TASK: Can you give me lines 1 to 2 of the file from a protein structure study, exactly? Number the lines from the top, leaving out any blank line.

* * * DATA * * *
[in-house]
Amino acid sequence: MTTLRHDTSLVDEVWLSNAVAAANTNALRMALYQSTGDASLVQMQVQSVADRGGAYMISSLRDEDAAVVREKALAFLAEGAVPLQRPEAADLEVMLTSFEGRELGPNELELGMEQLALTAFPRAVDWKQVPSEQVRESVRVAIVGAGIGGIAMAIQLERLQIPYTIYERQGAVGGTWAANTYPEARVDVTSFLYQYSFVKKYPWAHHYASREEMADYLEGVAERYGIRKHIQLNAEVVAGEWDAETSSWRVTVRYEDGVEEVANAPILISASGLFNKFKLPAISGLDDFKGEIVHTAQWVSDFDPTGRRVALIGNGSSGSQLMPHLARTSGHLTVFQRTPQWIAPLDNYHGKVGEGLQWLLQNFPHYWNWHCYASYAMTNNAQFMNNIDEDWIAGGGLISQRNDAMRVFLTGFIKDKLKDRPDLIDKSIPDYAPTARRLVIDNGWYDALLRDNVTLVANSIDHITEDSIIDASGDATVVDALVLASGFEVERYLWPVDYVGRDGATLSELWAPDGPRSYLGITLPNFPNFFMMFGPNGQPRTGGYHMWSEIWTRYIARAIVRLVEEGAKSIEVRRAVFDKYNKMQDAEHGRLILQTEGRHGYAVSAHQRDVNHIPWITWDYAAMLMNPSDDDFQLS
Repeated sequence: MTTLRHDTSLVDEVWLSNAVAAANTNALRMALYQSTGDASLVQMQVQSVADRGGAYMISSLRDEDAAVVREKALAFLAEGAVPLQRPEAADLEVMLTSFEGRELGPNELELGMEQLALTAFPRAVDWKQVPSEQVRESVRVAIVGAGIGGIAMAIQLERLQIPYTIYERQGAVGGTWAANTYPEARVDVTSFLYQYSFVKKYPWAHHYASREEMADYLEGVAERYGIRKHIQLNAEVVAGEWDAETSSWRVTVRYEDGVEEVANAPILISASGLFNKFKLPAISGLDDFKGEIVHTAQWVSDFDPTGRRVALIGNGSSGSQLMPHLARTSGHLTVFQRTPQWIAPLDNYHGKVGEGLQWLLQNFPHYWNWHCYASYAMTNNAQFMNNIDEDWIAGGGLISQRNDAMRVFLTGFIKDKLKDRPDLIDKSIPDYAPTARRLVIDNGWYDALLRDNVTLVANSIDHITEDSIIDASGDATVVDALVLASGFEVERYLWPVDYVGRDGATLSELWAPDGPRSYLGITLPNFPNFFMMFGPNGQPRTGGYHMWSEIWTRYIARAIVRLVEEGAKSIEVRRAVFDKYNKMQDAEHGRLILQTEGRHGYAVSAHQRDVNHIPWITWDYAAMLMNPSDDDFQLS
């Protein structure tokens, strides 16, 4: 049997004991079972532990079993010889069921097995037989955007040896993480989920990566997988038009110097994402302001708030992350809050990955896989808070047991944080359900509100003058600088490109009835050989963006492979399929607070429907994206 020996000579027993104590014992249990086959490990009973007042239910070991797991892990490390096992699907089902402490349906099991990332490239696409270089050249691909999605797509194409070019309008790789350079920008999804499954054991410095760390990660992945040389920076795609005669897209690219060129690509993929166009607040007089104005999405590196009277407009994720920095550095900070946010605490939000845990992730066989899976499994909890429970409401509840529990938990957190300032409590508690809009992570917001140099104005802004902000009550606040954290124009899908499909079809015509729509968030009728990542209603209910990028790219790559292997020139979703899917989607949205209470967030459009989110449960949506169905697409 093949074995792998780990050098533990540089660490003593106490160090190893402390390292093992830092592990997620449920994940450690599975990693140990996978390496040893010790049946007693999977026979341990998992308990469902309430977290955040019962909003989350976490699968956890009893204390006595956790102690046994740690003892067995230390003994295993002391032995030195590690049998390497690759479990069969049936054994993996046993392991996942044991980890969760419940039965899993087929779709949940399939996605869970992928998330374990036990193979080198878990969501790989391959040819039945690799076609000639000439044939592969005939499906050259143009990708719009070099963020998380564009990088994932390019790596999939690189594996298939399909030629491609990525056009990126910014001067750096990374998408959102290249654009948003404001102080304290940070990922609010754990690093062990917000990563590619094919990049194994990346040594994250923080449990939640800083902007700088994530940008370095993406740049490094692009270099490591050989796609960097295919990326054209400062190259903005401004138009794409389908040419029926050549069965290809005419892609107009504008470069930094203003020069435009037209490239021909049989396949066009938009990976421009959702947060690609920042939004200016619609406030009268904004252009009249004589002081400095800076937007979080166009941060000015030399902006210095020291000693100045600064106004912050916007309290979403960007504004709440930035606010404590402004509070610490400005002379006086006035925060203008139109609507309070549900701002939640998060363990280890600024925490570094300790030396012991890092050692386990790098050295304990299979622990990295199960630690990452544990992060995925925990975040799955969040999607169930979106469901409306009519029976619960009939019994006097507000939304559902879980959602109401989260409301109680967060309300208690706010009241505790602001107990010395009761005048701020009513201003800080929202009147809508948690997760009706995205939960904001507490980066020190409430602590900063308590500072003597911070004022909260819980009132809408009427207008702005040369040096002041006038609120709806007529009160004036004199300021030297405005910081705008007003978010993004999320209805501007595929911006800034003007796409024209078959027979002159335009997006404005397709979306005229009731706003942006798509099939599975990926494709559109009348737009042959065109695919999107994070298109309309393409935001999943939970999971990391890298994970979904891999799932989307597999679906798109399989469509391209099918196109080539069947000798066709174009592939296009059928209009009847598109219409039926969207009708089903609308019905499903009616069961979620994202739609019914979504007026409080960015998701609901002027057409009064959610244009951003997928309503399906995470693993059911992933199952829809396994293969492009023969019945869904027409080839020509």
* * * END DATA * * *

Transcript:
[in-house]
Amino acid sequence: MTTLRHDTSLVDEVWLSNAVAAANTNALRMALYQSTGDASLVQMQVQSVADRGGAYMISSLRDEDAAVVREKALAFLAEGAVPLQRPEAADLEVMLTSFEGRELGPNELELGMEQLALTAFPRAVDWKQVPSEQVRESVRVAIVGAGIGGIAMAIQLERLQIPYTIYERQGAVGGTWAANTYPEARVDVTSFLYQYSFVKKYPWAHHYASREEMADYLEGVAERYGIRKHIQLNAEVVAGEWDAETSSWRVTVRYEDGVEEVANAPILISASGLFNKFKLPAISGLDDFKGEIVHTAQWVSDFDPTGRRVALIGNGSSGSQLMPHLARTSGHLTVFQRTPQWIAPLDNYHGKVGEGLQWLLQNFPHYWNWHCYASYAMTNNAQFMNNIDEDWIAGGGLISQRNDAMRVFLTGFIKDKLKDRPDLIDKSIPDYAPTARRLVIDNGWYDALLRDNVTLVANSIDHITEDSIIDASGDATVVDALVLASGFEVERYLWPVDYVGRDGATLSELWAPDGPRSYLGITLPNFPNFFMMFGPNGQPRTGGYHMWSEIWTRYIARAIVRLVEEGAKSIEVRRAVFDKYNKMQDAEHGRLILQTEGRHGYAVSAHQRDVNHIPWITWDYAAMLMNPSDDDFQLS